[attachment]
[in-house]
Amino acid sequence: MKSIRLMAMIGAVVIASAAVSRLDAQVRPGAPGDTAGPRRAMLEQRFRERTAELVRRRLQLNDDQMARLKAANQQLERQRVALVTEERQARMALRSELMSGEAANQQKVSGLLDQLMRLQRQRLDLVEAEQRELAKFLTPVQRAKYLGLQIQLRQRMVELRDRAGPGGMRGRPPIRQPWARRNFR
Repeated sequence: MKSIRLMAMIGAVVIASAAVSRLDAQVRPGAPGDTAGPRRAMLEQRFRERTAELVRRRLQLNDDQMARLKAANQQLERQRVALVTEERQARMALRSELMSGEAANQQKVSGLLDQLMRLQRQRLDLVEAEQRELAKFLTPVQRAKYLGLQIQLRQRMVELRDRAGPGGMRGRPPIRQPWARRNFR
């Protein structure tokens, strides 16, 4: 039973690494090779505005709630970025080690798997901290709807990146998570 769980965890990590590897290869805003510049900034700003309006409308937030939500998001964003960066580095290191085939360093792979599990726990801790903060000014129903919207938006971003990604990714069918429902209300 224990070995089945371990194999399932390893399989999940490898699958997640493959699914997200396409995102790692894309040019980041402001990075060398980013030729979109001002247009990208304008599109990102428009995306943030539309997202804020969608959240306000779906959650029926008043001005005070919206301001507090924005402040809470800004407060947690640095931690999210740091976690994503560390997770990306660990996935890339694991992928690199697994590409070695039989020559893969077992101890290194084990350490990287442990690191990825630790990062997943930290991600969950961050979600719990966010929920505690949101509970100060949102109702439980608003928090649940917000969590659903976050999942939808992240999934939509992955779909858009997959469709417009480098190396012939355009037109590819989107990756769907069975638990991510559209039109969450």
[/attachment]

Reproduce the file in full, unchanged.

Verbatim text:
[in-house]
Amino acid sequence: MKSIRLMAMIGAVVIASAAVSRLDAQVRPGAPGDTAGPRRAMLEQRFRERTAELVRRRLQLNDDQMARLKAANQQLERQRVALVTEERQARMALRSELMSGEAANQQKVSGLLDQLMRLQRQRLDLVEAEQRELAKFLTPVQRAKYLGLQIQLRQRMVELRDRAGPGGMRGRPPIRQPWARRNFR
Repeated sequence: MKSIRLMAMIGAVVIASAAVSRLDAQVRPGAPGDTAGPRRAMLEQRFRERTAELVRRRLQLNDDQMARLKAANQQLERQRVALVTEERQARMALRSELMSGEAANQQKVSGLLDQLMRLQRQRLDLVEAEQRELAKFLTPVQRAKYLGLQIQLRQRMVELRDRAGPGGMRGRPPIRQPWARRNFR
């Protein structure tokens, strides 16, 4: 039973690494090779505005709630970025080690798997901290709807990146998570 769980965890990590590897290869805003510049900034700003309006409308937030939500998001964003960066580095290191085939360093792979599990726990801790903060000014129903919207938006971003990604990714069918429902209300 224990070995089945371990194999399932390893399989999940490898699958997640493959699914997200396409995102790692894309040019980041402001990075060398980013030729979109001002247009990208304008599109990102428009995306943030539309997202804020969608959240306000779906959650029926008043001005005070919206301001507090924005402040809470800004407060947690640095931690999210740091976690994503560390997770990306660990996935890339694991992928690199697994590409070695039989020559893969077992101890290194084990350490990287442990690191990825630790990062997943930290991600969950961050979600719990966010929920505690949101509970100060949102109702439980608003928090649940917000969590659903976050999942939808992240999934939509992955779909858009997959469709417009480098190396012939355009037109590819989107990756769907069975638990991510559209039109969450």